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Photo Courtesy: artdaily.org

To mark the 9/11 anniversary, artist Jitish Kallat turns the Grand Staircase of the celebrated Art Institute of Chicago into a meditation on religious tolerance, drawing on the museum's own history in concert with the most devastating terrorist attack on American soil, artdaily.org reports:

Public Notice 3, a site-specific installation, brings together two key historical moments: the first Parliament of the World’s Religions, opening on September 11, 1893, in what is now the museum’s Fullerton Hall, and the terrorist attacks on the World Trade Center and the Pentagon 108 years later, on that very date. 

In 1893, during the World's Columbian Exposition, the museum's building served as the site of one of the most important gatherings in the history of modern religion, the first World’s Parliament of Religions. One of the opening speakers was a young Hindu monk from India, Swami Vivekananda, who stunned and enthralled the audience of 7,000 with an address that opened one of the first dialogues between Eastern and Western traditions and, importantly, argued passionately for universalism and religious tolerance.[Read on at artdaily.org]

The Indian Express had a report on it some days back, where it quoted Kallat as saying:

“After the 9/11 attacks, everyone was paranoid, especially towards religion. Intolerance was at its peak. The date of the attacks became a symbol of fear, and people drew ridiculous meaning out of it. Amidst the chaos, I decided to find a positive meaning of it all. Upon looking back into history, I discovered this speech, ironically delivered on the same date as the biggest terror attack on the US. It’s one of the first presentations on Hinduism made to a Western audience and hence, a symbol of religious tolerance”  [Read on here]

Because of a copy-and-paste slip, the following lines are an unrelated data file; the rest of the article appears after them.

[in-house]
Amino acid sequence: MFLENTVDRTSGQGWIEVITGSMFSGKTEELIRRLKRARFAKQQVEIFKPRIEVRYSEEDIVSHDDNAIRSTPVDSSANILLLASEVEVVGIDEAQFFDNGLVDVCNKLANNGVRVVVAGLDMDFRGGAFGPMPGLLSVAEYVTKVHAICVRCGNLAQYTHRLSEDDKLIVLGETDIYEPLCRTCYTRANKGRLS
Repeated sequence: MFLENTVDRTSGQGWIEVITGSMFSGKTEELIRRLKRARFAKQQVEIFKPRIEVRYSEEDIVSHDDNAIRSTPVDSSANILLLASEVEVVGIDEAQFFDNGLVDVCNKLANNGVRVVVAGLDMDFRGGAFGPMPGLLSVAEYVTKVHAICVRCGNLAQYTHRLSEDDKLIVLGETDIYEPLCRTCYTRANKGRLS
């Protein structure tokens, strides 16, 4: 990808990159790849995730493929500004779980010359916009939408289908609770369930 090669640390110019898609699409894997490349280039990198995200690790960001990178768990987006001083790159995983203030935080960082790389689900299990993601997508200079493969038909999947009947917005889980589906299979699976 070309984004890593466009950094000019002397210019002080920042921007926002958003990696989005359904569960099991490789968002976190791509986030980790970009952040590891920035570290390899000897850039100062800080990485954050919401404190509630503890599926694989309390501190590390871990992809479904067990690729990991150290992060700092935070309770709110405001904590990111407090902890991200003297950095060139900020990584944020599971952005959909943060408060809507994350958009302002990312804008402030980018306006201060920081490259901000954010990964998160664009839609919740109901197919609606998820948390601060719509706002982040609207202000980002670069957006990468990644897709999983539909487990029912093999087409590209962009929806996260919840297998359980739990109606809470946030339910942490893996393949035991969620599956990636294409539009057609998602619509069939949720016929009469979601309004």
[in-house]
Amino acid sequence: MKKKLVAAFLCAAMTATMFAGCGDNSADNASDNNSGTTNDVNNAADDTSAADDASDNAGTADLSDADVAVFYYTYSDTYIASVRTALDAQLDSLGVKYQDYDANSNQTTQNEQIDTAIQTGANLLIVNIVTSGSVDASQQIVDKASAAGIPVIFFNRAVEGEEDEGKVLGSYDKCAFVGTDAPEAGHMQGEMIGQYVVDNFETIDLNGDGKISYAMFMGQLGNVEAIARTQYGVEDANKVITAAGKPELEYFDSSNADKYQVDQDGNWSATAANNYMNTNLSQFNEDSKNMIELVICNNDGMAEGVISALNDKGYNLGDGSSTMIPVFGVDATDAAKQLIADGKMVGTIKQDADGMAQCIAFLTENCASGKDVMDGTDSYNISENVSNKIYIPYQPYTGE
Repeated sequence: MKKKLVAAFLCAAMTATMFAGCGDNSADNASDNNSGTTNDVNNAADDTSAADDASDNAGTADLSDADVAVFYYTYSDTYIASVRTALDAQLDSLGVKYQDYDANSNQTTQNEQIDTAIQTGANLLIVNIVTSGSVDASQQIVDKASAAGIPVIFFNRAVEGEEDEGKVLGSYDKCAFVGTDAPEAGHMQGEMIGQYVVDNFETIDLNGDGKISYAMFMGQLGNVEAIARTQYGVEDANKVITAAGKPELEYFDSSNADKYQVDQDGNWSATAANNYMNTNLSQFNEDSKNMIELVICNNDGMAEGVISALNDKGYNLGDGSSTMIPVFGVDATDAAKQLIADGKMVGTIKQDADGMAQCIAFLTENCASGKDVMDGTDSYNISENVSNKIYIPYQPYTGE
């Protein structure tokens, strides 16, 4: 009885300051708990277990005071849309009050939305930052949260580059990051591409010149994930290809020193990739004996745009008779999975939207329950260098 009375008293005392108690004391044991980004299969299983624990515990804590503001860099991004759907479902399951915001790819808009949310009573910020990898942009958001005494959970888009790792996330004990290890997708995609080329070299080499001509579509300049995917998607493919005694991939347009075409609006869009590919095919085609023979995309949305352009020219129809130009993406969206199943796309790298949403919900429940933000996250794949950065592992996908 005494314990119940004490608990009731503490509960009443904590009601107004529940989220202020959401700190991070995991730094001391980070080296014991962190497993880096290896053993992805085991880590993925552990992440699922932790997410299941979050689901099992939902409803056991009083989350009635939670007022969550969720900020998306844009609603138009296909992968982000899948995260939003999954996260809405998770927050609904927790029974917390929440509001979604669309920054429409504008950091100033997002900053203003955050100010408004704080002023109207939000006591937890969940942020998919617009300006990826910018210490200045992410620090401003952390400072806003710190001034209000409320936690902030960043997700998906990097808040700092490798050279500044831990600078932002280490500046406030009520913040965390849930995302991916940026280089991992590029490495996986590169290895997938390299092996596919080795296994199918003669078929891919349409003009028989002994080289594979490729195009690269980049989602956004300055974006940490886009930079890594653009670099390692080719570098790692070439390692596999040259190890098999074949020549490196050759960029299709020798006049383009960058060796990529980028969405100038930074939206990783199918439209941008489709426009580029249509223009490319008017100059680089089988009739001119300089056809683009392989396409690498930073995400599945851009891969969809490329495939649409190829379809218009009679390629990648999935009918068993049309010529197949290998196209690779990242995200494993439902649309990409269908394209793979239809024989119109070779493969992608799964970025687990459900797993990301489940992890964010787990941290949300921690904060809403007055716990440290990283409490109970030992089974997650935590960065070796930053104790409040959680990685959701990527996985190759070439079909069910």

CNNInternational has some more:

The gap in time between the two events is also significant. The number 108 recurs in Hindu numerology and is the number of beads on the Hindu rosary, a circular incantation.

Kallat however, makes sure to travel into historical fact rather than the array of mythical contemplations that followed 9/11, to reveal that at a peculiar convergence of time and space: reality itself can be eerily coincidental.

The fascinating aspect of this exhibition is the conjunction of several diverse dualities, much like the Swami's speech itself which quotes the Bhagavat Gita in its opening, as if to symbolically bridge Hinduism and Islam, a struggle that India has not yet reconciled.

"As the different streams having their sources in different places all mingle their water in the sea, so, O Lord, the different paths which men take, through different tendencies, various though they appear, crooked or straight, all lead to Thee!"

Read on at CNNGo

HT: @sepoy

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